Brook Coastguards

Coastguard introduction

Coastguards were stationed at Brook from 1817, mainly to combat brandy smuggling from the Channel Islands, Cherbourg and Barfleur.

The Preventative Water Guard, as the Coastguard Service was called before 1822, was established in Brook as early as 1817. Maps of the time show a couple of customs and coastguard buildings on the cliffs to the west of Brook Chine. The station was called Freshwater in those days with the name changing to Brook in 1838.

By 1841 the census shows four coastguards living in Brook and in October 1861 the Lords of the Admiralty purchased land from Charles Seely for £300 to build a more substantial coastguard station. Between Hanover Point and Chilton Chine a permanent two-man coastguard watch was maintained and the number of coastguards rose to six in 1861 and settled at five from 1881 to 1901.The census shows families with as many as eight members living in the individual cottages.

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Before the first lifeboat

July 5th 1829  - The Carn Brae Castle split her hull on the rocks of Brook Ledge

January 18th 1856 - The English brig George Lord was driven aground in thick fog in Brook Bay

December 5th 1859 - The schooner Sentinel of Carnarvon came ashore in a tremendous south-westerly storm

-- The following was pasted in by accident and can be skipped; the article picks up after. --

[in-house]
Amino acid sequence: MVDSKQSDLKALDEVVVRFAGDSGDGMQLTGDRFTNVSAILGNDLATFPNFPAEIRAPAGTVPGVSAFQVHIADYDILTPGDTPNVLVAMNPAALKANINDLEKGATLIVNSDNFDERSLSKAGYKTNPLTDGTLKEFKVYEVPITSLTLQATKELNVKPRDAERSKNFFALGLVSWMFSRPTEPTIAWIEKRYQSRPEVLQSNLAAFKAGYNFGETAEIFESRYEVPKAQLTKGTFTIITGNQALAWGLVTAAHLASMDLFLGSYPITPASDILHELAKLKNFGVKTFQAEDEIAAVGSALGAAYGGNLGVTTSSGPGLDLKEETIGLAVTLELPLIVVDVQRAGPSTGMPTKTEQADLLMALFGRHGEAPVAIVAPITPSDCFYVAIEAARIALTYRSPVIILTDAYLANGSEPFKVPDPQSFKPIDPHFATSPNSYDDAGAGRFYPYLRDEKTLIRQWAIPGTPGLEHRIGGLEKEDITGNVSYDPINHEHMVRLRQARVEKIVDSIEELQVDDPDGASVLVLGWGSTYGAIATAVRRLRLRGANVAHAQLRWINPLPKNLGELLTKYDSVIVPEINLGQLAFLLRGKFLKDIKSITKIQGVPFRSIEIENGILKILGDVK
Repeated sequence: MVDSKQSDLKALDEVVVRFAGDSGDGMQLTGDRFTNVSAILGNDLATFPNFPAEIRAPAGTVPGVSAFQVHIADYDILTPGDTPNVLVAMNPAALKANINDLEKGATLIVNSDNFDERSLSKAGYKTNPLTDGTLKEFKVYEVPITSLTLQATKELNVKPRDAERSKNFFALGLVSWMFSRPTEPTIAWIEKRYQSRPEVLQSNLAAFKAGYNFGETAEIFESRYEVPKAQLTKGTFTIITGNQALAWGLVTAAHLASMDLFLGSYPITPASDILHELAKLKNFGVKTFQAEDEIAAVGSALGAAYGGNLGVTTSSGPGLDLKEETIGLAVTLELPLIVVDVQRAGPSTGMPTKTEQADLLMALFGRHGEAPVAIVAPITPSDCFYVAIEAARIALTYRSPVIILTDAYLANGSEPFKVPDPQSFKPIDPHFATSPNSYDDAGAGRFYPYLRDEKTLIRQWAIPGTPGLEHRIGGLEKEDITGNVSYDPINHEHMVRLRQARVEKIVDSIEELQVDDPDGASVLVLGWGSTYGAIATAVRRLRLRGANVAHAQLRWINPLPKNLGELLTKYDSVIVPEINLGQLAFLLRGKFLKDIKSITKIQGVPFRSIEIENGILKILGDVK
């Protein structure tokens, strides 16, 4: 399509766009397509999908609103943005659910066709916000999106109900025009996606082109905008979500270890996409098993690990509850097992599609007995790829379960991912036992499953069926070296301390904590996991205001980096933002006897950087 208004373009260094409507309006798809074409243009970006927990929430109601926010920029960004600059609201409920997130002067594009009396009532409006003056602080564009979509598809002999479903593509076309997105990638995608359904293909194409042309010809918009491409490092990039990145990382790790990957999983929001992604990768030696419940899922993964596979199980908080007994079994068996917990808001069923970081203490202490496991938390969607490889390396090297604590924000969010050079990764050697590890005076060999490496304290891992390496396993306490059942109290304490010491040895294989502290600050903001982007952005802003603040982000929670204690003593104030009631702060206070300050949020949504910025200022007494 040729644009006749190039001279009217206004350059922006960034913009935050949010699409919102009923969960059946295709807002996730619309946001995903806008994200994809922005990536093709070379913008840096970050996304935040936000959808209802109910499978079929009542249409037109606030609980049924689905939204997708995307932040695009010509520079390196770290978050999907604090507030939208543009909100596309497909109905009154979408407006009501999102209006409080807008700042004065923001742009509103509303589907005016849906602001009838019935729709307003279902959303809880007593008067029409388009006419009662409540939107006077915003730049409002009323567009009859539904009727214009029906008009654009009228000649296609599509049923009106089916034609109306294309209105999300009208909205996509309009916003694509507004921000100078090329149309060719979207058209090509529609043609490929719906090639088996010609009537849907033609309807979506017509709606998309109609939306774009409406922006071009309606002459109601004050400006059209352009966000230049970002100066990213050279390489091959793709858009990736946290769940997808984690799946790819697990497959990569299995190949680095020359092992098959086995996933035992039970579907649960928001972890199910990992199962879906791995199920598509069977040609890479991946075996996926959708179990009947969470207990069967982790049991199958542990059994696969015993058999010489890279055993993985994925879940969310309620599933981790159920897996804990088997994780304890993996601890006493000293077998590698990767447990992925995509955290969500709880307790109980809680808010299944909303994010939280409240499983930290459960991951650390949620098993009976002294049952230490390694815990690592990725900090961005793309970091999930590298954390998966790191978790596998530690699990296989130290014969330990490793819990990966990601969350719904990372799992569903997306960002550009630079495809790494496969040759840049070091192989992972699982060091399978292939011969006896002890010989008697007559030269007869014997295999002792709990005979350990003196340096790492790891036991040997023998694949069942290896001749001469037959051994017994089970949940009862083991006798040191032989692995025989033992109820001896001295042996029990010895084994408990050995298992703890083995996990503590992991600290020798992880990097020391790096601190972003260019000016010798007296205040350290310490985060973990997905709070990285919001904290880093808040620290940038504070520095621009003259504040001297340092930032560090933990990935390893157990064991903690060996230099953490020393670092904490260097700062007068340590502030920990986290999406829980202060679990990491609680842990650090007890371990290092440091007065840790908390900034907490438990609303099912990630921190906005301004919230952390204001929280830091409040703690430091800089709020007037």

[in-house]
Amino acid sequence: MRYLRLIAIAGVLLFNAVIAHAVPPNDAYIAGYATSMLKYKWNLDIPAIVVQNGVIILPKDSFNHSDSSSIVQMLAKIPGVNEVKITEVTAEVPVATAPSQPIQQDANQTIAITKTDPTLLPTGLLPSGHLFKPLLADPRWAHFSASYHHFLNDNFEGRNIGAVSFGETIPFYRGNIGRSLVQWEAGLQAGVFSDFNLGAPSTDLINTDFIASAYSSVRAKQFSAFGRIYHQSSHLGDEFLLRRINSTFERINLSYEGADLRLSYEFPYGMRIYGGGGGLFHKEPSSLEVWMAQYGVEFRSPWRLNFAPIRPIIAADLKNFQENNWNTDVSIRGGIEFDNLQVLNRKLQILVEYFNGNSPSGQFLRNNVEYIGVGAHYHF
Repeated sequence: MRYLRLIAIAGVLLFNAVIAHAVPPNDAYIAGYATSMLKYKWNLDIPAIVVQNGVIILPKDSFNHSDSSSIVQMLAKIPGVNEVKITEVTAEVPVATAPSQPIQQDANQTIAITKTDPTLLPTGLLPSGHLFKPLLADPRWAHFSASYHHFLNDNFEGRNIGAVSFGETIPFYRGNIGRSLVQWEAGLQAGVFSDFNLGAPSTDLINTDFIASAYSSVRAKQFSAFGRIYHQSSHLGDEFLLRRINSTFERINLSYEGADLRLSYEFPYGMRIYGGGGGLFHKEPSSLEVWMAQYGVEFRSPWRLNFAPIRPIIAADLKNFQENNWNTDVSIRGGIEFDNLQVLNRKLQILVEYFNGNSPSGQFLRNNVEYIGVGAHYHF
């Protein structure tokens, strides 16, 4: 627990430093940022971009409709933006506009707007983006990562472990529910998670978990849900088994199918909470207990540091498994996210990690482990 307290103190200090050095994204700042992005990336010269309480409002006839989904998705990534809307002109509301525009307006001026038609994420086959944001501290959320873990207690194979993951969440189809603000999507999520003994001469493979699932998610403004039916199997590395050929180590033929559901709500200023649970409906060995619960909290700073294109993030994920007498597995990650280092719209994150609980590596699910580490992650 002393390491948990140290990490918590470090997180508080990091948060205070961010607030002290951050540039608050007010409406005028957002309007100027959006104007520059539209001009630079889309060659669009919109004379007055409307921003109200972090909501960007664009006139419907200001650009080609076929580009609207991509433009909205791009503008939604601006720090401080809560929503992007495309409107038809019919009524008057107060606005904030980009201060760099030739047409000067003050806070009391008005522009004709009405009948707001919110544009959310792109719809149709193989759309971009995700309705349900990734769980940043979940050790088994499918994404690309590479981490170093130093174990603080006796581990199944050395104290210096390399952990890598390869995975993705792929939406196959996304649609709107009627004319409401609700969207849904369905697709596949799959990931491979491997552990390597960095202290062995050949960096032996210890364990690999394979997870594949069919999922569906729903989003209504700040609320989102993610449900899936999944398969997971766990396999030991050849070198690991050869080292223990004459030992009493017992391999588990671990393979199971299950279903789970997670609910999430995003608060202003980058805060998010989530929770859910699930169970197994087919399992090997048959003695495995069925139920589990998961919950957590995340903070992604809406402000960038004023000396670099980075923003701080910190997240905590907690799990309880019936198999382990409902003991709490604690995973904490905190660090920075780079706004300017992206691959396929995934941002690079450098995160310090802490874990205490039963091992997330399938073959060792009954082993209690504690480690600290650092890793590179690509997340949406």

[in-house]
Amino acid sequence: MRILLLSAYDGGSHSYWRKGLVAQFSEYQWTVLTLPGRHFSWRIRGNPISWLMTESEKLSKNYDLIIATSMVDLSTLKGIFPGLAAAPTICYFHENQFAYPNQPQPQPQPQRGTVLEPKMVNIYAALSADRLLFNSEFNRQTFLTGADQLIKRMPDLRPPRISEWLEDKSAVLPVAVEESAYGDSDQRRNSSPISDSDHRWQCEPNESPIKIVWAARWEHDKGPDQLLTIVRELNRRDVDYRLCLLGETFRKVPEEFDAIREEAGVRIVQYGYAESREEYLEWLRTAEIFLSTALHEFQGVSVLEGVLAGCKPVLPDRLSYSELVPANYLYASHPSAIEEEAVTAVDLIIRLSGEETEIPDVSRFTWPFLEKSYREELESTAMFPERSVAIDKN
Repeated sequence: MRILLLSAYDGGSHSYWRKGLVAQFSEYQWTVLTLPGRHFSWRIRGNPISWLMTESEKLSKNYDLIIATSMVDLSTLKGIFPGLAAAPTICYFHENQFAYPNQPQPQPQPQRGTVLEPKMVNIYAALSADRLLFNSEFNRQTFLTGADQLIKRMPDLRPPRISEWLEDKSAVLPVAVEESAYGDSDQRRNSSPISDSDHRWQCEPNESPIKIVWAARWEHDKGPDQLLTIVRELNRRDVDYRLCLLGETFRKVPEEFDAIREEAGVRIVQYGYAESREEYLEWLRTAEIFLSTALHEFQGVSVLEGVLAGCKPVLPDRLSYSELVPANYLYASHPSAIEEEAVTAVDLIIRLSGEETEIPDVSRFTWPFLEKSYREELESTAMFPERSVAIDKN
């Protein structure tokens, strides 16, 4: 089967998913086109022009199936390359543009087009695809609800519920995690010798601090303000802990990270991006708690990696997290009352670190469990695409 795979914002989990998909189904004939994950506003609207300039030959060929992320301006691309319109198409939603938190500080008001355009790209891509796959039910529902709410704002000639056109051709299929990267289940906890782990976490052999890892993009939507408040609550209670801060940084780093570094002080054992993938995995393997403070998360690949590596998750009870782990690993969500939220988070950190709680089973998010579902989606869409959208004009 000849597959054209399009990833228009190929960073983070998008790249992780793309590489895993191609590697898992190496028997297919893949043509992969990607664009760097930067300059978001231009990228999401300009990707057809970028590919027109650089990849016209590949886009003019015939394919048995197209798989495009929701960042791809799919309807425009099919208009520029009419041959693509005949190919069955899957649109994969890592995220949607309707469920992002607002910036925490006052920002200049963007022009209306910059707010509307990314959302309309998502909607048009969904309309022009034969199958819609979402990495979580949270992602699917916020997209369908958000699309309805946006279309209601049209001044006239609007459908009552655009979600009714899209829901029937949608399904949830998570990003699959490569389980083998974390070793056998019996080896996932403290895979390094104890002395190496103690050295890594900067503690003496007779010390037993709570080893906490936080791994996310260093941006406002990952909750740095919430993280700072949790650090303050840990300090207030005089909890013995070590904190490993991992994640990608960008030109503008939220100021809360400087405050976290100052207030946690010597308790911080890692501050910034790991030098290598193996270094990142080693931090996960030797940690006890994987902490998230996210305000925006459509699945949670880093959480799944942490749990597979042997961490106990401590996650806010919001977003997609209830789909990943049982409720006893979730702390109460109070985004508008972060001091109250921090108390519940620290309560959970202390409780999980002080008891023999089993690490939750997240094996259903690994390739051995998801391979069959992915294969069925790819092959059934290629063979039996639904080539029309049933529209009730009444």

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Joe Hulse - memories

Joe Hulse who was born at Brook Coastguard Station has looked into the origins of the building and the service:

Until the late 1800s the vast majority of ships still used sail as their main power. The ‘back of the Wight’ proved to be the final resting place for a large number of ships together with their crews and passengers.

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Crushed by infuriated bull - May 21st 1898

While the coastguards were not entirely welcome, they and their families became part of the life of the village and from the 1860s a new baby arrived at the coastguard cottages in most years. The coastguards’ skills also contributed to the community as the following newspaper article of 1898 shows:

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John Hayter v Board of Customs, 1861

Relationships between the local fishermen and the coastguards were sometimes strained. The following interchange and court case between John Hayter (a fisherman who had just been appointed coxswain of the Brooke Lifeboat) and the Brook Chief Coastguard, shows the tensions:

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